Protecting vulnerable workers from wage theft

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Photo credit: ILO / Marcel Crozet

To better understand working conditions in a labour market and help better inform interventions and measure progress towards decent work, Rapid Asia, in a recent study for UNOPS, examined the prevalence and magnitude of wage theft in Myanmar. But what is wage theft, and how can it be calculated?

The following story is a good example of wage theft. For nearly two months, a betel nut farmer in southern Myanmar didn’t receive any wages. Despite being legally protected under several of her country’s labour laws, she was expected to work overtime and still received below minimum wage. If she complained, she was told she could lose her job.

“My employer is always late in paying my salary and does not give me the full amount he owes me. He said he would pay me once every ten days, but he has not paid me for more than two months. I don’t have any money saved now.”

The denial of wages owed to workers, also known as “wage theft,” is common among low-skilled workers, particularly in the informal economy. There is no agreed definition of wage theft, and it can come in different forms of labour rights abuse. Examples of wage theft include withholding wages, not paying the legal minimum wage, not paying for overtime, not providing social protection benefits, making illegal wage deductions or misclassifying work to avoid paying higher wages or benefits.

In the study conducted by Rapid Asia in Myanmar, over 2400 workers were interviewed in the fishing, manufacturing, construction, mining, agricultural, domestic work, and hospitality sectors. Two of the more common examples of wage theft were examined – paying below the legal minimum wage and overtime pay (Table 1 below). The study found that the average wage was below the minimum wage in all sectors, and wage theft was on average MMK 1,266 per day (approximately $0.60). That represents an underpayment of 26 per cent. When it came to overtime payment, the average wage theft was MMK 1,092. Whilst wage theft occurred across all sectors, and it was more prevalent in fishing, manufacturing, mining, and domestic work.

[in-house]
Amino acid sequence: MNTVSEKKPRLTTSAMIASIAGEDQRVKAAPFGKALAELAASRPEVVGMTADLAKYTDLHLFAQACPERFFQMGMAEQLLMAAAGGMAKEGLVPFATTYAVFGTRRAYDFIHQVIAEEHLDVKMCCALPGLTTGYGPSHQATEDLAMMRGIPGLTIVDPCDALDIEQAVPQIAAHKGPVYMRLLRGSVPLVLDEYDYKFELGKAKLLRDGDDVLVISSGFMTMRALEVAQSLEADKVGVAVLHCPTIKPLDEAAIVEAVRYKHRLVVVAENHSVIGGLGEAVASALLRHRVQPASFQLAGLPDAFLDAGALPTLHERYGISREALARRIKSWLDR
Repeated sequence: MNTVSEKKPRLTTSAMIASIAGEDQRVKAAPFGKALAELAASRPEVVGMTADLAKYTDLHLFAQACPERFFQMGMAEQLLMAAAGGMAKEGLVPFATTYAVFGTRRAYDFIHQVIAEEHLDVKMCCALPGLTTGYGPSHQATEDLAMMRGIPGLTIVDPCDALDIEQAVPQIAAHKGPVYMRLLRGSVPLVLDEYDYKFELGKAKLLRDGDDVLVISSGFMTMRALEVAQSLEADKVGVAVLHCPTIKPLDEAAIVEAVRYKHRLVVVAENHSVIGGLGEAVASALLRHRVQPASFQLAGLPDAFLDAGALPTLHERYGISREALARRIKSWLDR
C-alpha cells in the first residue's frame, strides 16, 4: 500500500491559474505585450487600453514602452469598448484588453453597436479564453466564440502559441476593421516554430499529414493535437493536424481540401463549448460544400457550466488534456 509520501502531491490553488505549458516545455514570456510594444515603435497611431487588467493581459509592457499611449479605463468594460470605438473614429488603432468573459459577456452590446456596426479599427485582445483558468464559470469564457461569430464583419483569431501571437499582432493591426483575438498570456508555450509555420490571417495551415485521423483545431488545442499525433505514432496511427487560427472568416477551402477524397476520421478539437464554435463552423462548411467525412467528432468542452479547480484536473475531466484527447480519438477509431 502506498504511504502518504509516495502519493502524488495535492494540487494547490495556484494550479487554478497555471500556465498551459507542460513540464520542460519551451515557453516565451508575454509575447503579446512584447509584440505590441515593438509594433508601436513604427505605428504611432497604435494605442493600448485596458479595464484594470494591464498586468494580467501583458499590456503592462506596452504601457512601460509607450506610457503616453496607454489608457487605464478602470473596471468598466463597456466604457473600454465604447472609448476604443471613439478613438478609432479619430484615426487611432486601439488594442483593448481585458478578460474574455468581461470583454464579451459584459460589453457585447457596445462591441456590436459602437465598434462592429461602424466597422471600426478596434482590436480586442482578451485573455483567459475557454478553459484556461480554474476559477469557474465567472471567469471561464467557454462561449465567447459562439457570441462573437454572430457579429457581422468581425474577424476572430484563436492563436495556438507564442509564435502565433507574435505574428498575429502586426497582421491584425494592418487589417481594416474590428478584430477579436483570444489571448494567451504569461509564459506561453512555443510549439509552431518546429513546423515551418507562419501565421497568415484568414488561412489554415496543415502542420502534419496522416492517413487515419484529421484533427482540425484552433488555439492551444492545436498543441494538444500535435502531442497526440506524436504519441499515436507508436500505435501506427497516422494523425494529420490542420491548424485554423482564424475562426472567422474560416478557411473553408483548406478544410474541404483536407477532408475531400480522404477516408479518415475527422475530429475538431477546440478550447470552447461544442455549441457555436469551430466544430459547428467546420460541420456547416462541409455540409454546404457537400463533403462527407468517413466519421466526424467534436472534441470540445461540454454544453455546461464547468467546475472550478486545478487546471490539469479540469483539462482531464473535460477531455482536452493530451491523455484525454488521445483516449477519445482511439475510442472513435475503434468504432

Table 1 Amount lost to wage theft through underpaying and lack of overtime by sector

Table 1_wage theft

The case of Myanmar provides a stark picture of the challenges wage theft pose globally and how many workers in both the informal and formal sectors may be denied income illegally. The problem has increased with the spread of COVID-19, especially amongst migrants workers who often are disproportionately affected by the pandemic.

Despite the existence of legal protections and laws, workers often have no choice but to accept the abuses by their employers. Lack of law enforcement and complaint mechanisms in many countries means employers face minimum risks of repercussions. Insufficient awareness of their rights further adds to workers’ inability to secure protection. Finally, disagreement amongst policymakers and employers as to whether or not fair labour standards, such as minimum wage and overtime pay, should apply to informal sectors leaves many workers without a living wage.

Based on the study findings, the following recommendations help to address wage theft:

  • Strengthen legal frameworks for wage protection to ensure better prevention and enforcement measures are in place.
  • Increase access to remedies for wage-related abuses in the form of recovery of unpaid wages and financial compensation.
  • Develop standard employment contracts for sectors with high levels of abuse.
  • Ensure that workers have access to justice for labour rights violations.

As world leaders try to revitalize their economies amid the global pandemic, they must avoid doing so at the expense of workers who will help drive the recovery effort. Just as mass vaccinations should be pursued to help protect the general population, fair labour standards should be strengthened to protect those most vulnerable and unable to work from home. Download the full report here.

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About the authors:  Daniel Lindgren is the Founder of Rapid Asia Co., Ltd., a social research and consulting firm based in Bangkok specializing in evaluations for programs, projects, social marketing campaigns and other social development initiatives. David Young is an independent consultant working with Rapid Asia as a member of their expert panel of consultants. Learn more about our work at www.rapid-asia.com